} At issue: The results from the program suggest that - with each call
to push_back the vector re-allocates. A bit of a mystery since I've
already allocated enough space with reserve


On my system each call does not re-allocate the space in your program.
You aren't outputing enough information to make the determination on
your system. Try adding the line I placed in your program and see what
the output is...

You will likely notice that the address of the first element of the
vector does not change, which proves that the block of memory was not
moved.
Jan 9 '06 #4

P: n/a

|| Size and capacity are not the same. Capacity is the actual number of

|| objects available before another resize is necessary, while size
is
|| the actual number of objects already assigned.

Never mind. I caught my error. I've already made room for 16 objects.
So of course each call to push_back will create 16 more. I already
understood the distinction between size and capacity. This is one of
those items in source, where the construct threw me for a loop. One
of those things where you might have wanted ++i as opposed to i++ :)

Jan 9 '06 #5

P: n/a

Zara wrote:
/* added */
std::cout << " vec_push.capacity() " << vec_push.capacity() <<
std::endl;
/* end of additions */
}
std::cout << vec_push.size() << std::endl;
}


You could also output static_cast<void *>( &vec_push[0] ) (as long as
vec_push is not empty which it never is).

That will show you the address of the first element in your vector and
you will be able to see whether or not it moves.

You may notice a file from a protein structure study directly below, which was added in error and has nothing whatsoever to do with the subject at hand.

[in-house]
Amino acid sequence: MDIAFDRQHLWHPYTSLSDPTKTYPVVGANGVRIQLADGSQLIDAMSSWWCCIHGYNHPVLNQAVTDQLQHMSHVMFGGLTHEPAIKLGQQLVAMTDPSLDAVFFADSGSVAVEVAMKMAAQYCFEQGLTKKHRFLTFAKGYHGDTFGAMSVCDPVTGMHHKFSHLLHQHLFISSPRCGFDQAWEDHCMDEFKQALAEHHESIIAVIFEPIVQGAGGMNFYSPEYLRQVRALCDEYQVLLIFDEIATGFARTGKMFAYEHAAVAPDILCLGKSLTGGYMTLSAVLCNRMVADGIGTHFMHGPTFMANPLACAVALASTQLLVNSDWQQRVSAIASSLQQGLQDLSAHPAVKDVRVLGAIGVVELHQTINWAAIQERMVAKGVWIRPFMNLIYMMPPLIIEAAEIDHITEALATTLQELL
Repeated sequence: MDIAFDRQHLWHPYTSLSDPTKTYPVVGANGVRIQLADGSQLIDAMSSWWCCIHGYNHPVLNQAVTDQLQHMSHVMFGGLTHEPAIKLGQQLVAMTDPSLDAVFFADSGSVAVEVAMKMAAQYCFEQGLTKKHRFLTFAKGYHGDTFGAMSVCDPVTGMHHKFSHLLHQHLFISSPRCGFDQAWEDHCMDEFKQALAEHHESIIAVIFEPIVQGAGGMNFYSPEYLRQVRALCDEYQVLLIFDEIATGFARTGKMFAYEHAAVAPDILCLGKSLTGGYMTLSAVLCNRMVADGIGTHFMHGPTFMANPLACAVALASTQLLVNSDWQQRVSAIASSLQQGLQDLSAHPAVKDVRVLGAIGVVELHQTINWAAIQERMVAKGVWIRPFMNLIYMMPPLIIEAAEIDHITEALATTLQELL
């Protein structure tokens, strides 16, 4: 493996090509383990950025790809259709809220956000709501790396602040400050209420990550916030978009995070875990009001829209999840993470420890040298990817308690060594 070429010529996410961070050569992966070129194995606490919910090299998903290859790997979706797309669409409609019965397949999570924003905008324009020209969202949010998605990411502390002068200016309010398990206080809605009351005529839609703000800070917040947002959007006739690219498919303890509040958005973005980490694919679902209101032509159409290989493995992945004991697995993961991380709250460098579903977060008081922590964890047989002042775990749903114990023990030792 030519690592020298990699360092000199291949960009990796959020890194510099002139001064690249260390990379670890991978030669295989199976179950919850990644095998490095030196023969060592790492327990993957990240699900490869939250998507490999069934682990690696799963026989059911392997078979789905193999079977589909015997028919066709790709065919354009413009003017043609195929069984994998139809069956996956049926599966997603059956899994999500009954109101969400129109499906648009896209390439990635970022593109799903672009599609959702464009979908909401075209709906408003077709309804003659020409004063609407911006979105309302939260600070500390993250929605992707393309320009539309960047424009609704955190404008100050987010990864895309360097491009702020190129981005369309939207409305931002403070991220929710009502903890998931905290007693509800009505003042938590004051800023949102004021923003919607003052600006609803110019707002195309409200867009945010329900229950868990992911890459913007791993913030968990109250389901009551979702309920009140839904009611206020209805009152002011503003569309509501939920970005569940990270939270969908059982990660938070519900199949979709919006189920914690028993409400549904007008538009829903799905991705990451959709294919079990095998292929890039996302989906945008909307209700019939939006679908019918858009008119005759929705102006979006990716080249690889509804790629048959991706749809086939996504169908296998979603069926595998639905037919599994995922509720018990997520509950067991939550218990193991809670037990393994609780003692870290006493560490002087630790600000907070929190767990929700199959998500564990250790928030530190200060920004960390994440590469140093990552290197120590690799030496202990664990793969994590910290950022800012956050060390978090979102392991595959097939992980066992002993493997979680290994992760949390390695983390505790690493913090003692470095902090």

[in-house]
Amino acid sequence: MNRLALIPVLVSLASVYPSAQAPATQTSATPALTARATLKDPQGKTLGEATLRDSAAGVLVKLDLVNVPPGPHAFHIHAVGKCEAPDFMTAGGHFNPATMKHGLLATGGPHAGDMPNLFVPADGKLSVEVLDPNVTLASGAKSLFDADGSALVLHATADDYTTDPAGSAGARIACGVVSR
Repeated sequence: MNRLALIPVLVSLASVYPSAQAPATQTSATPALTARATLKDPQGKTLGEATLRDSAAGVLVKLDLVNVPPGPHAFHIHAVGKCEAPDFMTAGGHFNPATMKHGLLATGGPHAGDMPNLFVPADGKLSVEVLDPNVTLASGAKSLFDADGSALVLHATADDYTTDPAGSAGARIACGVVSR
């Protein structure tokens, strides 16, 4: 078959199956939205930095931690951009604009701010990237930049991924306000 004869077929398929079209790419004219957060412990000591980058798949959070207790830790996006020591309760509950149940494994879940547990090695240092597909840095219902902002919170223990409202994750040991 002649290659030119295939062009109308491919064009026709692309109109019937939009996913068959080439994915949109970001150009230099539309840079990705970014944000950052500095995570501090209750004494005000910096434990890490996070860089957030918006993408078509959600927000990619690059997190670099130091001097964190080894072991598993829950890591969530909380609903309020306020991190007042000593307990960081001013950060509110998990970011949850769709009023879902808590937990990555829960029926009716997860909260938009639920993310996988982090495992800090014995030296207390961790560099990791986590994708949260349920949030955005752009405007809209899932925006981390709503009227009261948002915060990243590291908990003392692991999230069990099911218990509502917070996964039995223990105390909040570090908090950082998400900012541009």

Jan 9 '06 #6

P: n/a

You will likely notice that the address of the first element of the
vector does not change, which proves that the block of memory was not
moved.


That doesn't neccessarily prove that the vector was not re-allocated. It's
_possible_ that memory could be allocated at the same address.

-Howard


Jan 9 '06 #7

P: n/a
In article <uH********************@bgtnsc04-news.ops.worldnet.att.net>,
"Howard" <al*****@hotmail.com> wrote:

You will likely notice that the address of the first element of the
vector does not change, which proves that the block of memory was not
moved.


That doesn't neccessarily prove that the vector was not re-allocated. It's
_possible_ that memory could be allocated at the same address.

-Howard


True, but simply printing the capacity doesn't work either. It's
_possible_ that the vector was re-allocated but made the same size.

Come to think about it, even knowing the capacity *and* the location of
the first element isn't enough, it's _possible_ that the system
allocated the memory in another place then put it back to the original
location.
Jan 10 '06 #8

P: n/a
Daniel T. wrote:
True, but simply printing the capacity doesn't work either. It's
_possible_ that the vector was re-allocated but made the same size.

Not in the case of push_back. If v.size() < v.capacity(), then
v.push_back(...) must NOT allocate. Otherwise v.reserve(...) would be
meaningless.

-shez-

Jan 10 '06 #9